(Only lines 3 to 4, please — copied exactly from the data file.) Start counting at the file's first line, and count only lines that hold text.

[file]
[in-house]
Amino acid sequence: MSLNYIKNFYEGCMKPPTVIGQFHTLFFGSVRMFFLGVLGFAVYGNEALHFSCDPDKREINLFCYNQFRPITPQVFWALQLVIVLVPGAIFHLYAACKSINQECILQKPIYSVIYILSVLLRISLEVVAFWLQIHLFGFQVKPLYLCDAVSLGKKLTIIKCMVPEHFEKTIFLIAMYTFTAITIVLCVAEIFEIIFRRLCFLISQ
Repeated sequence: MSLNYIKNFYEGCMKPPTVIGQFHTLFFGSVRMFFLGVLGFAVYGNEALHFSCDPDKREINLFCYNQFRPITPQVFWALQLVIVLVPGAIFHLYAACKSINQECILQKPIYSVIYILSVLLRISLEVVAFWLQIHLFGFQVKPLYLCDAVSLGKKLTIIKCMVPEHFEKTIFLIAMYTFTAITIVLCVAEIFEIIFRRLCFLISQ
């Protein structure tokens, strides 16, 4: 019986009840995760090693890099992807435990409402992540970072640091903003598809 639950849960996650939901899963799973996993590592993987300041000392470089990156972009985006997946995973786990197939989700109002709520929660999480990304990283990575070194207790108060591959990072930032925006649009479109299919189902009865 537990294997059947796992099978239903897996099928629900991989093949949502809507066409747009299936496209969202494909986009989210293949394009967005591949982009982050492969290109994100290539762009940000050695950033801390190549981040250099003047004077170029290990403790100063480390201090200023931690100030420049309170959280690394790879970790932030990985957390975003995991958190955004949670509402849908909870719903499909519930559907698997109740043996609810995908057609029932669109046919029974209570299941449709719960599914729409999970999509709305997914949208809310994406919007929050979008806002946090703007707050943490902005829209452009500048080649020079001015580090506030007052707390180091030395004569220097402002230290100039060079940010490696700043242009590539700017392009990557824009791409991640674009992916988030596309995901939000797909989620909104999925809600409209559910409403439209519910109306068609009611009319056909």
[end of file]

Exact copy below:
Repeated sequence: MSLNYIKNFYEGCMKPPTVIGQFHTLFFGSVRMFFLGVLGFAVYGNEALHFSCDPDKREINLFCYNQFRPITPQVFWALQLVIVLVPGAIFHLYAACKSINQECILQKPIYSVIYILSVLLRISLEVVAFWLQIHLFGFQVKPLYLCDAVSLGKKLTIIKCMVPEHFEKTIFLIAMYTFTAITIVLCVAEIFEIIFRRLCFLISQ
């Protein structure tokens, strides 16, 4: 019986009840995760090693890099992807435990409402992540970072640091903003598809 639950849960996650939901899963799973996993590592993987300041000392470089990156972009985006997946995973786990197939989700109002709520929660999480990304990283990575070194207790108060591959990072930032925006649009479109299919189902009865 537990294997059947796992099978239903897996099928629900991989093949949502809507066409747009299936496209969202494909986009989210293949394009967005591949982009982050492969290109994100290539762009940000050695950033801390190549981040250099003047004077170029290990403790100063480390201090200023931690100030420049309170959280690394790879970790932030990985957390975003995991958190955004949670509402849908909870719903499909519930559907698997109740043996609810995908057609029932669109046919029974209570299941449709719960599914729409999970999509709305997914949208809310994406919007929050979008806002946090703007707050943490902005829209452009500048080649020079001015580090506030007052707390180091030395004569220097402002230290100039060079940010490696700043242009590539700017392009990557824009791409991640674009992916988030596309995901939000797909989620909104999925809600409209559910409403439209519910109306068609009611009319056909």